E-Book Prices Ratchet Up

The Amazon model of selling e-books for $9.99 is being challenged by publishers, who are setting tiered pricing for digital books.

Antone Gonsalves, Contributor

February 8, 2010

3 Min Read

The number of publishers ready to ditch the $9.99 pricing model for digital books has grown to three, marking the likely end to the bargain that has been enjoyed by customers of Amazon and other online retailers.

HarperCollins, owned by News Corp., and Hachette Book Group are getting ready to join Macmillan in setting tiered e-book pricing, sharing a percentage of sales with retailers. Under the so-called "agency model," retailers get 30% of sales.

News Corp. and Hachette made their plans known just days after Amazon lost a high-profile dispute with Macmillan over e-book pricing. The disagreement led to Amazon suspending sales of Macmillan books briefly. Amazon, however, capitulated and agreed to let the publisher set its own price of between $12.99 and $14.99, depending on the popularity of the work.

In an e-mail sent to booksellers Thursday, Hachette Chief Executive David Young painted the company's move to the agency model as better for the industry and consumers because the publisher can set prices that are "rational and reflect the value of our authors' works."

"In the long run, this will enable Hachette to continue to invest in and nurture authors' careers -- from major blockbusters to new voices," Young said in the e-mail reprinted by the blog GalleyCat. "Without this investment in our authors, the diversity of books available to consumers will contract, as will the diversity of retailers, and our literary culture will suffer."

An immediate benefit to consumers, according to Young, is Hachette's plans to release e-books simultaneously with hardcover editions, which are typically the first format in the release of new books.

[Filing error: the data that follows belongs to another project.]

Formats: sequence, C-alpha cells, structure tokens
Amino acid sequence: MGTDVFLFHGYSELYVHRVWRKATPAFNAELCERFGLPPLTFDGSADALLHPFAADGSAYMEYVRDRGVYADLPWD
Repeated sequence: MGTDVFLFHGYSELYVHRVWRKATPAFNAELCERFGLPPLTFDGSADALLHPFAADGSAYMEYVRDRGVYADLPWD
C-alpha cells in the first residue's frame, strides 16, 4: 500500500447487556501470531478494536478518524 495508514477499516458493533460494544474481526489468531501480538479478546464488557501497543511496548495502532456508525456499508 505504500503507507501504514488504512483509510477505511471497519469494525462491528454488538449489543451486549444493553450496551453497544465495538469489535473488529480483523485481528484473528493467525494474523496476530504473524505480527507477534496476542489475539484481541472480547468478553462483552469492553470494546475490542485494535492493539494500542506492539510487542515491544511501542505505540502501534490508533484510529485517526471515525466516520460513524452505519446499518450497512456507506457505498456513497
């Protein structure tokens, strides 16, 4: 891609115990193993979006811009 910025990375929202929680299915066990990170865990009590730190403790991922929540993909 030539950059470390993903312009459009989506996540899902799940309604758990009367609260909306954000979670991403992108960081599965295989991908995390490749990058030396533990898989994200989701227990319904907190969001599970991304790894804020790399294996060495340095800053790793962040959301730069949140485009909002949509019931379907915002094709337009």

News Corp. CEO Rupert Murdoch also made it clear that he would abandon the current $9.99 pricing model used by the company's book-publishing unit, even though publishers are typically paid more and the retailer subsidizes the lower price.

"We don’t like the Amazon model of selling everything at $9.99. ... We think it really devalues books and it hurts all the retailers of the hard cover books," Murdoch said during News Corp. earnings call with financial analysts. Excerpts from the call were printed on The Wall Street Journal's All Things Digital blog.

Murdoch did not say how much HarperCollins would be charging for e-books.

"There will be prices very much less than the printed copies of books but still will not be fixed in a way that Amazon has been doing it," he said. "It appears that Amazon is now ready to sit down with us again and renegotiate pricing."

Publishers got their opening to change e-book pricing with Apple's introduction of the iPad tablet computer. Publishers plan to use tiered-pricing in offering e-books on Apple's online bookstore. Publishers lining up to support the iPad include HarperCollins, Hachette, Penguin, Macmillan and Simon & Shuster. More publishers are expected to join.

In taking control of pricing early in the emerging e-book market, publishers apparently have learned from the mistakes of record companies that let Apple set a 99-cent cap for songs sold on its iTunes store. The model led to Apple becoming the largest music seller in the United States by selling tunes for its market-leading iPod music player.

Apple's clout made it difficult for record companies to introduce tiered-pricing on iTunes. Apple gave in last year, only after intense pressure.

Following Apple's strategy, Amazon has used the $9.99 pricing model to become a leading e-book seller through the success of its Kindle reader. The thin, lightweight gadget accounts for about 60% of the e-reader market, according to some analyst estimates.

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